Before LUMBARD, Chief Judge, and MEDINA, WATERMAN, MOORE, FRIENDLY, SMITH, KAUFMAN, HAYS and MARSHALL, Circuit Judges.
MEDINA, Circuit Judge (with whom LUMBARD, Chief Judge, and WATERMAN, MOORE, FRIENDLY, KAUFMAN and HAYS, Circuit Judges, concur):
George Angelet, having exhausted his state remedies, petitioned for federal habeas corpus on the ground that his state court conviction, in 1951, for possession of narcotics with intent to sell, was obtained through admission of evidence allegedly seized in an unreasonable search and seizure prohibited by the Fourth and Fourteenth Amendments. Assuming, arguendo, that the search and seizure was conducted in violation of the Constitution, Judge Palmieri nevertheless denied the petition, as he concluded that the exclusionary rule of Mapp v. Ohio, 1961, 367 U.S. 643, 81 S. Ct. 1684, 6 L. Ed. 2d 1081, ought not to be applied retroactively.
After the appeal was heard by a panel consisting of Judges Medina, Waterman and Marshall, the qualified judges of this Court agreed that the appeal should be considered in banc .
We have examined the transcript of the trial of Angelet with some care and find the search and seizure was illegal and an invasion of Angelet's constitutional rights. On December 21, 1950 two detectives attached to the Narcotics Squad of the New York City Police Department entered Angelet's apartment by a door opened by a painter who was just leaving. Angelet's rather mild protest was brushed aside, no warrant was produced, and the detectives, together with an agent of the Federal Bureau of Narcotics and his associate, who were summoned by telephone, completely ransacked the apartment. There is nothing to indicate that the officers sought or obtained permission to enter the apartment or that the detectives announced their presence before entering. The search could not have been incidental to an arrest as no arrest was made until after the search had been concluded, when one of the detectives said: "All right, George, you're under arrest. You better get dressed, and put your clothes on."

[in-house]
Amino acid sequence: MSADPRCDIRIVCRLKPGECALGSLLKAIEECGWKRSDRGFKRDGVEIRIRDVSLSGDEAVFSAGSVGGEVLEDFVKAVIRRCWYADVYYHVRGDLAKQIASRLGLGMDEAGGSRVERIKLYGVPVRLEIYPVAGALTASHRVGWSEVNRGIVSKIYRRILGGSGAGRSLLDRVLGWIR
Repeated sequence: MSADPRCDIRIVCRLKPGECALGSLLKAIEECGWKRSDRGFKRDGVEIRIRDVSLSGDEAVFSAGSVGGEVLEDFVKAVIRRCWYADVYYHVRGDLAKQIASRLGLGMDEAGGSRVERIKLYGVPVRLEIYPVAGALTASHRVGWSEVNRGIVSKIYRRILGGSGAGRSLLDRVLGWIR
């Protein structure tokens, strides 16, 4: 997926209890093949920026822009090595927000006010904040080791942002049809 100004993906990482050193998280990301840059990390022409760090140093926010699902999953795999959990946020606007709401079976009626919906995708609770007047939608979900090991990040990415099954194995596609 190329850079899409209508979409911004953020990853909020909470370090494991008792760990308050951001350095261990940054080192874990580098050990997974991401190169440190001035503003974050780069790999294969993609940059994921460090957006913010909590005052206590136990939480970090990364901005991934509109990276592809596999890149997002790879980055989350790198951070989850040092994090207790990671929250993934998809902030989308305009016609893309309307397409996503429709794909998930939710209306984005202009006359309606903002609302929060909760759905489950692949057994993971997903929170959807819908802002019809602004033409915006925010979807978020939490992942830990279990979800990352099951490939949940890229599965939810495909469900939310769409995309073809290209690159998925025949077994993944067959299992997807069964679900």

It was noon when the search was made, and there was no physical coercion, violence or brutality of any kind. Nevertheless, there was a plain and unwarranted invasion of Angelet's home and everything in the apartment was thoroughly rifled and examined. One of the detectives found in a drawer of the dresser fifty-four cellophane envelopes (introduced at the trial as Exhibit 1), one hundred and six empty capsules (Exhibit 2), a stapling machine (Exhibit 3), a box of staples (Exhibit 4), and a scale (Exhibit 5). The federal agent found under a hat four packages (Exhibits 6, 7, 8 and 9). Three of these packages contained heroin and the other contained eighteen capsules of cocaine.
The search of Angelet's apartment, the subsequent trial and the appeal therefrom all occurred after the decision of the Supreme Court in Wolf v. Colorado, 1949, 338 U.S. 25, 69 S. Ct. 1359, 93 L. Ed. 1782, but before the events which directly led to the Supreme Court decision in Mapp v. Ohio, supra, 1961, 367 U.S. 643, 81 S. Ct. 1684, 6 L. Ed. 2d 1081. Thus, it was already clear, at that time, that the Fourteenth Amendment prohibited unreasonable searches and yet it was also plain that the evidence produced by such a search, under the view then prevailing in the Supreme Court, was admissible in a state court prosecution, if state law so provided.
Perhaps there is no totally satisfying solution to the exceedingly difficult problem of whether the exclusionary rule announced in Mapp v. Ohio should be applied to all criminal trials which preceded that decision. Compare United States ex rel. Linkletter v. Walker, 5 Cir., 1963, 323 F.2d 11, cert. granted, 1964, 84 S. Ct. 1340, Sisk v. Lane, 7 Cir., 1964, 331 F.2d 235, and Gaitan v. United States, 10 Cir., 1963, 317 F.2d 494, with People v. Hurst, 9 Cir., 1963, 325 F.2d 891, and Hall v. Warden, 4 Cir., 1963, 313 F.2d 483, cert. denied, 374 U.S. 809, 83 S. Ct. 1693, 10 L. Ed. 2d 1032. On balance, however, we conclude that neither the purpose of the exclusionary rule nor the sound administration of the criminal law would be advanced by overturning the conviction of Angelet and that no serious philosophical obstacle prevents us from affirming the denial of the writ of habeas corpus.